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A Work-From-Home Schedule That’ll Help You Get the Most Out of Your Day

A Work-From-Home Schedule That’ll Help You Get the Most Out of Your Day

A Work-From-Home Schedule 

The good news: Working from home has no hard and fast rules.

The bad news: Working from home has no hard and fast rules.

So make a plan and keep it simple. Having a general guide for what you’re supposed to tackle at what time will help you structure your day and get things done. A productivity plan, as we like to call it, keeps you on track so you don’t just look at your watch at 4:13 PM and think, “Where did today go?”

At a time when so many people are working from home for the first time due to the coronavirus pandemic, you might be finding yourself in need of a productivity plan of your own. Here’s a helpful, loose daily structure with some tips to help you adapt it for your own needs. With a few adjustments—according to when you wake up, when you’re expected to be reachable, what time of day you focus best, and, of course, whether you have kids or other caregiving responsibilities—you can make it work for you.

So pick and choose the blocks that make sense in your life, shuffle them around in the order that feels right, and give your plan a try.

7:30 AM

Wake up!

7:45 AM

Kick-off that morning routine: Take a shower, drink coffee, meditate, stretch, check your most important apps (Gmail, Slack, whatever they are for you) to see if there’s anything you need to address first thing.

Don’t skip the routine, however short. The first hour of the day sets the tone for the rest of it, so news plus Instagram probably isn’t your best bet—don’t let yourself get lost in a social media scroll hole before you’ve had a chance to do anything else.

8:15 AM

Handle anything urgent and give any updates to your boss and teammates. Getting this done first thing will give you peace of mind to dive into your work and focus without the nagging feeling that you’ve forgotten something or that someone’s waiting on you.

8:45 AM

Do your most important and creative work first. 

Use that golden morning brain to focus on something bigger than busywork. If you spend the first 90 minutes or so of your day chipping away at an important task or project, then no matter what—even if the rest of your day gets thrown off by something urgent (work crisis, partner problems, roommate issues, kid interruptions)—you’ll feel satisfied that you accomplished something meaningful.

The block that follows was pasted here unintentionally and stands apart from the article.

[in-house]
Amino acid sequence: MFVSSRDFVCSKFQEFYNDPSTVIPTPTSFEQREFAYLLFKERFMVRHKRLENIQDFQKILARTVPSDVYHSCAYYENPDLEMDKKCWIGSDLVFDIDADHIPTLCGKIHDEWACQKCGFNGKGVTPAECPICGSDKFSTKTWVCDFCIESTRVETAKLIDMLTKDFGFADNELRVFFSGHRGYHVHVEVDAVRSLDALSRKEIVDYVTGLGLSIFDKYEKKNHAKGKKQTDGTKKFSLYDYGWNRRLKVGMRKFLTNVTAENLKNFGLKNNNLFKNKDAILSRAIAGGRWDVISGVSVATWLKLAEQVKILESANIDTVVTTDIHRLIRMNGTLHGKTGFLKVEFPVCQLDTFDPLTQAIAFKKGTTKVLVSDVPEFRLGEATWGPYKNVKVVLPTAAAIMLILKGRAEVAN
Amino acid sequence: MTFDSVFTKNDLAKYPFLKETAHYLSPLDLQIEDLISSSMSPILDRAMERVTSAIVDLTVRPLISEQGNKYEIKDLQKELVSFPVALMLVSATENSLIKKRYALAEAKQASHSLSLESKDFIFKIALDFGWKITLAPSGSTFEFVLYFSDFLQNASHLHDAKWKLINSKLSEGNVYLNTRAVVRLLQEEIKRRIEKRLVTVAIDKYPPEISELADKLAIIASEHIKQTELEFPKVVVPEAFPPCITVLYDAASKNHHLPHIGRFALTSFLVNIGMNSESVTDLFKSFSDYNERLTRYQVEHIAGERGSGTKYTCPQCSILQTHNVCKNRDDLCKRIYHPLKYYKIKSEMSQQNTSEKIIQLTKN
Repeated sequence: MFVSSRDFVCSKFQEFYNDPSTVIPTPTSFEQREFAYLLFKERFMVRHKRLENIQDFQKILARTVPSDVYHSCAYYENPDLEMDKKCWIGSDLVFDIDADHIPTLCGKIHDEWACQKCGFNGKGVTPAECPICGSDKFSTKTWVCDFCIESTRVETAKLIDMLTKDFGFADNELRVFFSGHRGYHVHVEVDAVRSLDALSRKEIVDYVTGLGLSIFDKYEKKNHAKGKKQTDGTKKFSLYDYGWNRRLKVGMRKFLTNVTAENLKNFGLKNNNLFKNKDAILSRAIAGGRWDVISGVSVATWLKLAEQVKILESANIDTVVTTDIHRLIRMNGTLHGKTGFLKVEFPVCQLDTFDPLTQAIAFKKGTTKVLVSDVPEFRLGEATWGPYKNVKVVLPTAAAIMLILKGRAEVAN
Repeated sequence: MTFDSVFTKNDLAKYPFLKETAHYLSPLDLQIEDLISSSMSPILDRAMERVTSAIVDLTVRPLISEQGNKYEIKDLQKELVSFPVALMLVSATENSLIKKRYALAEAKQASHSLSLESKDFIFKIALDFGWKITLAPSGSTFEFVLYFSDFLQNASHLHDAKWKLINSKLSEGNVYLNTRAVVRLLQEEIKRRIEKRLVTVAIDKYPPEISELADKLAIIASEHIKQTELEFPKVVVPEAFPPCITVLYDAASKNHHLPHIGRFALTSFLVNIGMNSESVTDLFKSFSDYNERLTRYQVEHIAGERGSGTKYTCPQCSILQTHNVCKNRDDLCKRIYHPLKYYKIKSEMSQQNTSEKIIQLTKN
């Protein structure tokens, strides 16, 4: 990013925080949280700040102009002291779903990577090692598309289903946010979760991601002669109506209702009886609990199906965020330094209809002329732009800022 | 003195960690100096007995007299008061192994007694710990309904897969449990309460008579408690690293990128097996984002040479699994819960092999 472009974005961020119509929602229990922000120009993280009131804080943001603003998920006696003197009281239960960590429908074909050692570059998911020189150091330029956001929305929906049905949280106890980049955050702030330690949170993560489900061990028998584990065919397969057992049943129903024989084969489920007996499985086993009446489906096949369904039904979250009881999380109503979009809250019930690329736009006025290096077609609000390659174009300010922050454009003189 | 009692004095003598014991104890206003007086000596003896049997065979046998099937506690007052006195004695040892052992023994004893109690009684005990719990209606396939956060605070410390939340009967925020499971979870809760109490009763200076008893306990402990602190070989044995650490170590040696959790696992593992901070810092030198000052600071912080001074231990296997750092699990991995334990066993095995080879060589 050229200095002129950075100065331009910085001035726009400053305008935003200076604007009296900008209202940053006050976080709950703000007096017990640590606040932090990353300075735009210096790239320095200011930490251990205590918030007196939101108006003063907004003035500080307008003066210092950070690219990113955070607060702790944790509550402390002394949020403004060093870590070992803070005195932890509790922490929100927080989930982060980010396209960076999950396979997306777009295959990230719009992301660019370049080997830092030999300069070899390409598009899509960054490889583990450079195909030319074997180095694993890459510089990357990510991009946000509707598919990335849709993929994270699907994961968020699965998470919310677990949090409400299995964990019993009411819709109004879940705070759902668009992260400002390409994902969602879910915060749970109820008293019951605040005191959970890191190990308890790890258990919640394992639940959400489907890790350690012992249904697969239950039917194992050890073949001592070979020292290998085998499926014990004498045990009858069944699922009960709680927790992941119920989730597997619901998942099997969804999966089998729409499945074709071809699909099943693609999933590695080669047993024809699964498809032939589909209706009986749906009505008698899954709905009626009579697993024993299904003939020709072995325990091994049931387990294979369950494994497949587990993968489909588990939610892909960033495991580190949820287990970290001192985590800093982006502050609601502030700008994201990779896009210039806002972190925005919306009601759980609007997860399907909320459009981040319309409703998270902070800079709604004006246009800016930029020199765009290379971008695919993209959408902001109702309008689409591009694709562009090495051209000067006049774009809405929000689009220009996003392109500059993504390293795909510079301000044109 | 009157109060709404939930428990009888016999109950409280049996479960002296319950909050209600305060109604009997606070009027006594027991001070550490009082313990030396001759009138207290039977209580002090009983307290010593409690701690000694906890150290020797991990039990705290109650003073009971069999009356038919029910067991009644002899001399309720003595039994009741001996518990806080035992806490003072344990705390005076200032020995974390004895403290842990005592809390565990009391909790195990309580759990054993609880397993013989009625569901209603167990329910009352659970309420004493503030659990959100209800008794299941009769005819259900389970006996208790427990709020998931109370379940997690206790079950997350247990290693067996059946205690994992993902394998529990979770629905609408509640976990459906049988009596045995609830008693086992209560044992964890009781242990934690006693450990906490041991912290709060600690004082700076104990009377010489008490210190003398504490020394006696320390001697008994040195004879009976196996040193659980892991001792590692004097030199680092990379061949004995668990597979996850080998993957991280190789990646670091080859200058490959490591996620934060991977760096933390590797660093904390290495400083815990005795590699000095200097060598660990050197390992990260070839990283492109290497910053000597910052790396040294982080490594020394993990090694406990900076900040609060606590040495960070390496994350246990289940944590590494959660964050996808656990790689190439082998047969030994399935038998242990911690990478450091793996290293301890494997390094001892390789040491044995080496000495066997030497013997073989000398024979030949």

10:00 AM

Take a break! After 75 minutes or so of focus, you’ve earned it. 

10:15 AM

Back to that important and creative work—hopefully, a little refreshed. It helps to set aside solid chunks of time on your calendar to focus on priority projects. 

12:30 PM

It’s lunchtime! Leave your workspace if you can for a change of scenery and so that you can actually enjoy your food. You don’t want to suddenly look down to see an empty plate and realize you didn’t even taste your sandwich because you were still typing. Move your body a little if possible, too, and try to get outside for a bit if you can. (These things can help you recharge and deal with anxiety you might be experiencing during this pandemic.)

1:30 PM

Now’s the time to reply to all nonurgent emails and messages. Remember, not every note requires your immediate attention. Most emails can be answered respectfully within 24 hours.

2:30 PM

If you can swing scheduling it this way, early afternoon is a superb time for virtual meetings. Extroverts, you’ll get a good boost from seeing your colleagues, and introverts, you’ll already have had most of the workday to yourself so you’ll probably be feeling nice and recharged from yesterday’s meetings and chatter.

4:30 PM

Back to emails and other correspondence one more time before the end of the day—it never ends, we know!

5:00 PM

Wrap up and plan for the next day. Before you completely sign off, jot down your top three priorities for the following morning. This will keep you centered on what matters most (and help you know how to kick off the next day with your best brain). 

Having even a rough outline like this to guide you will help you enjoy working from home more, help you get way more done, and make this social distancing situation more tenable.